Our family has traveled quite a bit since my 2-year-old twins came along. Each flight has, of course, been a different adventure. Babies and toddlers change so quickly, so what worked one time might not work the next — but you gather new tricks and tips to add to your travel plan each time.
I recently flew to Orlando by myself with my toddlers to meet my parents at Disney World. I know there are many single parents who do things like this on the regular, but since I’d only traveled with my husband or other family members, going alone took planning, patience, and a few pep talks. Here are five things that helped make traveling alone with kids — two 2-year-olds, in my case — as smooth as I could have hoped.
1. Prep your kids
Kids do better when they know what to expect. I talked about our trip for weeks leading up to it. I checked out at least a dozen library books about going to the airport and flying on a plane. My kids knew that going on a plane meant they would buckle up and stay in their seats, which was what I expected to be the hardest part for them. Buckling them into their carseats every day is a struggle, so I rented CARES harnesses for the flight. We practiced putting their harnesses on so they knew what would happen. There was no question that we would sit in our seats and buckle up on the airplane.
2. Prep yourself
Since I wouldn’t have my trusty husband to help lug our bags from place to place, I needed to make sure I could get us and all our gear through the airport myself. Before heading to the airport I figured out how to attach all my bags together (bungee cords to the rescue), what could go on the stroller, and who would go in a carrier. Since I knew how I was carrying everything ahead of time, I wasn’t fumbling around with bags while trying to get two toddlers through security. Also, I wore a fanny pack. Was it my classiest accessory? Nope, but I could get my phone, wallet, wipes, and favorite toys out in a matter of seconds while wearing a baby and pushing a stroller. Worth it.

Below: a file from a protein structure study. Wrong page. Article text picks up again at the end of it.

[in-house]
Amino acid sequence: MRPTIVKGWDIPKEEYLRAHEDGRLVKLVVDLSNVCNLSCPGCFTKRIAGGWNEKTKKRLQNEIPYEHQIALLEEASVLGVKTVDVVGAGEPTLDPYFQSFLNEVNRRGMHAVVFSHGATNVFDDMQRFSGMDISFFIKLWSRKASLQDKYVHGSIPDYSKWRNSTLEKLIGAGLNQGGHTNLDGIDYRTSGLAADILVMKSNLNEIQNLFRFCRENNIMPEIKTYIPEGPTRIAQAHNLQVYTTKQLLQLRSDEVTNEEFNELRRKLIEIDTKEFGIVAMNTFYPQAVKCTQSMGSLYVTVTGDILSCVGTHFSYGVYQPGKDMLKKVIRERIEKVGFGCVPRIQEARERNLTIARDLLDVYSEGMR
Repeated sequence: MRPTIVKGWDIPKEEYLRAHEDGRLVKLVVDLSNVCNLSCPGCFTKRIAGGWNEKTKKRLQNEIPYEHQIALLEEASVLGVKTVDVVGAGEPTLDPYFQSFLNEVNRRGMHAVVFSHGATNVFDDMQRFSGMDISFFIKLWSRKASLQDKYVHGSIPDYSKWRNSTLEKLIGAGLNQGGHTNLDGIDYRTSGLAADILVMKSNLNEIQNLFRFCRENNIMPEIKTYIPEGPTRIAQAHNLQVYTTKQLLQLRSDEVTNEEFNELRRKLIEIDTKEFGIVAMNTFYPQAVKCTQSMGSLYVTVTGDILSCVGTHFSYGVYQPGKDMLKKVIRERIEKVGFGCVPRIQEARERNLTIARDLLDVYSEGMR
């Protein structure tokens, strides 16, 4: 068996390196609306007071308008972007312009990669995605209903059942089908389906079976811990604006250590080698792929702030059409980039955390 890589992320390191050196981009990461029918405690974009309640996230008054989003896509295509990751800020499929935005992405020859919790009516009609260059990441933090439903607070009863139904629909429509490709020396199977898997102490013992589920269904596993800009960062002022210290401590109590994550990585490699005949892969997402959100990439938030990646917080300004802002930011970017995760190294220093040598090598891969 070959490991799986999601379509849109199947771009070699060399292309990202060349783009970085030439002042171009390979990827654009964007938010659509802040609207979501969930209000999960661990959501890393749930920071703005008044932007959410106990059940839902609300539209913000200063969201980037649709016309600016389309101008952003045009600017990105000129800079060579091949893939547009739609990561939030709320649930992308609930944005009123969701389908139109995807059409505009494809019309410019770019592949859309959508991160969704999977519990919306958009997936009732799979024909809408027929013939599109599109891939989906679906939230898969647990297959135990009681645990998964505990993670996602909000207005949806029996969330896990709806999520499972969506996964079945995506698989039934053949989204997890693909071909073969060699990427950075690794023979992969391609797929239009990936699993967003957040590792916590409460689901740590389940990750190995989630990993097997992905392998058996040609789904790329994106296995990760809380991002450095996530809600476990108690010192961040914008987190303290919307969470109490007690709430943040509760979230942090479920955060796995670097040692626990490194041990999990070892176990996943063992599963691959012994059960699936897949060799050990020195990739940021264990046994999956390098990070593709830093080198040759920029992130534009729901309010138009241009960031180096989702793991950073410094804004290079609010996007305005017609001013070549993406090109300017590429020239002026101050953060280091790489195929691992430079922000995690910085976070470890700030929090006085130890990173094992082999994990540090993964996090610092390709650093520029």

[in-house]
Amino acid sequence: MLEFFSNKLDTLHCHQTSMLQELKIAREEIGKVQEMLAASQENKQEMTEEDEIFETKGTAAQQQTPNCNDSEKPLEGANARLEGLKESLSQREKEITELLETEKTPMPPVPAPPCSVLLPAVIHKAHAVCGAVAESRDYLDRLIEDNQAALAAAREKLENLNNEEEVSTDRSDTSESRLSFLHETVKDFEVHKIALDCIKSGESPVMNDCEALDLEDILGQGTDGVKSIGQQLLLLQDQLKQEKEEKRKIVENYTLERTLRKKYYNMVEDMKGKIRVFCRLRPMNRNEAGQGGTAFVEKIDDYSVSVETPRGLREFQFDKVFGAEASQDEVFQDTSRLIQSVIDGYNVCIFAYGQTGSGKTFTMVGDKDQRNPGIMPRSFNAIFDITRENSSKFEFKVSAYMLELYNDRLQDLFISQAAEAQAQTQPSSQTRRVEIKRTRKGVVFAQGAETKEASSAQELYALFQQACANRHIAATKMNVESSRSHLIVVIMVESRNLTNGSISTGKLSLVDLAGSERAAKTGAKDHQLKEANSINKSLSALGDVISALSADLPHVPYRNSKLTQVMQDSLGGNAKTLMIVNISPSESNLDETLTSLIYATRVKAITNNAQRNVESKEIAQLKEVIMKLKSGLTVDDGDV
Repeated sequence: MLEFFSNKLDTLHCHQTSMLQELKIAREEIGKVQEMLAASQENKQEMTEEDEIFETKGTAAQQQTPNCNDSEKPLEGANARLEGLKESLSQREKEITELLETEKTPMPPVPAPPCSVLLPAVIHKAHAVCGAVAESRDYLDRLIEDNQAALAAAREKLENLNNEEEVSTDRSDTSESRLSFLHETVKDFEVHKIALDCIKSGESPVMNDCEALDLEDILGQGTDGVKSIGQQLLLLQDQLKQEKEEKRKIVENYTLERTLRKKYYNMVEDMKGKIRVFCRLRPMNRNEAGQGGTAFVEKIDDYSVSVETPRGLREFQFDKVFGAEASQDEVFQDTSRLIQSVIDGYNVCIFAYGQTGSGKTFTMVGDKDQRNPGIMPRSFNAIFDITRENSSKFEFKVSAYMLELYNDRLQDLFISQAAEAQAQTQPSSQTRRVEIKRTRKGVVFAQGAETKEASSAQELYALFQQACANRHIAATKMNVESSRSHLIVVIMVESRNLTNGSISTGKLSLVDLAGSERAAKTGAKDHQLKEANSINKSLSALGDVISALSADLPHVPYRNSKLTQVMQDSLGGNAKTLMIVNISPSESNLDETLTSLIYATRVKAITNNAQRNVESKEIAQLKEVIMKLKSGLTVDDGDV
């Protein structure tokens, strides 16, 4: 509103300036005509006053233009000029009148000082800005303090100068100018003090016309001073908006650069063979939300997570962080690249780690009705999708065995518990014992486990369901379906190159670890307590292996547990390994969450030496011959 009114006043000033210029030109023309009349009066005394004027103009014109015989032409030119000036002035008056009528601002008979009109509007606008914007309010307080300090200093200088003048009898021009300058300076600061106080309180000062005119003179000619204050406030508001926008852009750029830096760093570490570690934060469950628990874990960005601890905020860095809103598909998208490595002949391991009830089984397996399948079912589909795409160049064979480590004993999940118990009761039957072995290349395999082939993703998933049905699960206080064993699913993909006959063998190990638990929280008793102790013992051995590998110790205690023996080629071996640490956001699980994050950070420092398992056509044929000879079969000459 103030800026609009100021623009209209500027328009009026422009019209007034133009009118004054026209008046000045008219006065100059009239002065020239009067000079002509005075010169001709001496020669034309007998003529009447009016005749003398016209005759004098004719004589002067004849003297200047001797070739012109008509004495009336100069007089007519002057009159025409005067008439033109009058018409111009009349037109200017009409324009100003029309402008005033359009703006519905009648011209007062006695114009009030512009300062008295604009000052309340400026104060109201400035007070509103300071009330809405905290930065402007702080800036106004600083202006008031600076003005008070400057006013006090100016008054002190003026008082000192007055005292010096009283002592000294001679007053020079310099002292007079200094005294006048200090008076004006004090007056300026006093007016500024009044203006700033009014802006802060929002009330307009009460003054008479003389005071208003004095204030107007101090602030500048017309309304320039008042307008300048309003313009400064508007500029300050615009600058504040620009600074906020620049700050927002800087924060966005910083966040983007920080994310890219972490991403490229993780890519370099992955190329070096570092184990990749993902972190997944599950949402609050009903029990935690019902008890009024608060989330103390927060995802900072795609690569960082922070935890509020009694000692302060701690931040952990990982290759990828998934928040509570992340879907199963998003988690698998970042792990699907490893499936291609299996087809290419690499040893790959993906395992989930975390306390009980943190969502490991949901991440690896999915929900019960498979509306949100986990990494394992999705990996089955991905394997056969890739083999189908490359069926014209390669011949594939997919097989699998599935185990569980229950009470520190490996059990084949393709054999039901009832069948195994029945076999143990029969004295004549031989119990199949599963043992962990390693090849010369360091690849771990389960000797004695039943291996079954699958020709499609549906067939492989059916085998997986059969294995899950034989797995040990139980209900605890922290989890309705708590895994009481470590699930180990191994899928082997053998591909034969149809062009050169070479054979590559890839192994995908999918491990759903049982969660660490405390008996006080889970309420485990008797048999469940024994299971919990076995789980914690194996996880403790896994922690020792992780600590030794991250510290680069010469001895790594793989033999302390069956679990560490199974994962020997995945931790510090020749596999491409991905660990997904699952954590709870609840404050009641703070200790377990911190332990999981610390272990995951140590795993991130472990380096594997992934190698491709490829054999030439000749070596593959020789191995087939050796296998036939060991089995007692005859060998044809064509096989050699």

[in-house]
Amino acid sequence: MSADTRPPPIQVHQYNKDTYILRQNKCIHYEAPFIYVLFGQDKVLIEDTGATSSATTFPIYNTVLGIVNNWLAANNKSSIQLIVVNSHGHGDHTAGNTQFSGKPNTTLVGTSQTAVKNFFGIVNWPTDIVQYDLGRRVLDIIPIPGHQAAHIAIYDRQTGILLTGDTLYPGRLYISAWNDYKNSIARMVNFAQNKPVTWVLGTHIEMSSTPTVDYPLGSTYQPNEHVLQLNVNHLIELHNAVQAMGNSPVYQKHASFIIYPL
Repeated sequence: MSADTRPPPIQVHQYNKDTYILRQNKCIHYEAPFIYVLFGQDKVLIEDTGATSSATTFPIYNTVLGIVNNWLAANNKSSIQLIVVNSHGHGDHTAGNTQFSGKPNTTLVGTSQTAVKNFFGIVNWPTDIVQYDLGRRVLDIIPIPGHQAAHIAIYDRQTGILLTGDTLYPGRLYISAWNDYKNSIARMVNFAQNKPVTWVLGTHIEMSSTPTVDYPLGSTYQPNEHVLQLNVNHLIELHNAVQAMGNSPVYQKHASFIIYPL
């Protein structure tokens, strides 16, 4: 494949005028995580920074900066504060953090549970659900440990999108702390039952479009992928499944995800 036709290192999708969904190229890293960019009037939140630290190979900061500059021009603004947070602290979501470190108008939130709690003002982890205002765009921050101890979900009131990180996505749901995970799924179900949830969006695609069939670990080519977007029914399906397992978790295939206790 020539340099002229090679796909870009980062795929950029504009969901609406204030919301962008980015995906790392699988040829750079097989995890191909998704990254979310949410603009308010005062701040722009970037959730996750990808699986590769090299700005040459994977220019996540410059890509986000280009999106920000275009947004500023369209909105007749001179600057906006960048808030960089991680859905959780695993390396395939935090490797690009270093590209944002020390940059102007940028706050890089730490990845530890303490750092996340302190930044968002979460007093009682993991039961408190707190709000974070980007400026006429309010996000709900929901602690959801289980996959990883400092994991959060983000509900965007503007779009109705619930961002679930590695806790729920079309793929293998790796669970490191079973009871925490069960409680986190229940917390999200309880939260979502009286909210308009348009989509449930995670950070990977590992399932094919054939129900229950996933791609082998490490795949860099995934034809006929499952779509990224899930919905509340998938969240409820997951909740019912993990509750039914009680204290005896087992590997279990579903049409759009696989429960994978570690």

3. Snacks, snacks, and more snacks
I was inspired by a friend to make snack boxes, which kept my kids happy and entertained for a good chunk of time on the flight. I brought sippy tops for water bottles to prevent spills and help my kids’ ears when they hurt on our descent. And I packed bagels for breakfast at the gate, which took awhile to eat and weren’t messy.
I brought one small bag of entertainment, which, when combined with the in-flight TV, was all we needed. New books, animal flashcards, cars, figurines, Water Wow books, magnet blocks, pom poms to put in a travel bottle, and reusable stickers were all winners and kept my kids busy.
5. Accept help
Although you might think traveling with toddlers could earn you side eye from other passengers, what I’ve experienced is kindness. Fellow mamas, dads, and grandparents jumped to help us. At the bag check, two agents pushed my stroller and rolled our bags. In security, a fellow mama waited to make sure I got all our gear as it came through the X-ray machine. At the gate, an older man played endless rounds of peekaboo with my daughter. A fellow twin mom sat behind us on the flight and offered help and a thumbs up when our two sets of twins were rocking it. The pilots helped carry my carseats up the jetway, an elderly woman told me I was strong, and a new grandma brought my suitcase all the way to the rental car. I will gladly accept all random acts of kindness offered, especially at the airport.
As daunting as traveling alone with kids was, and as exhausted as I was by the end, it was a good experience. If I can do it, you can do it!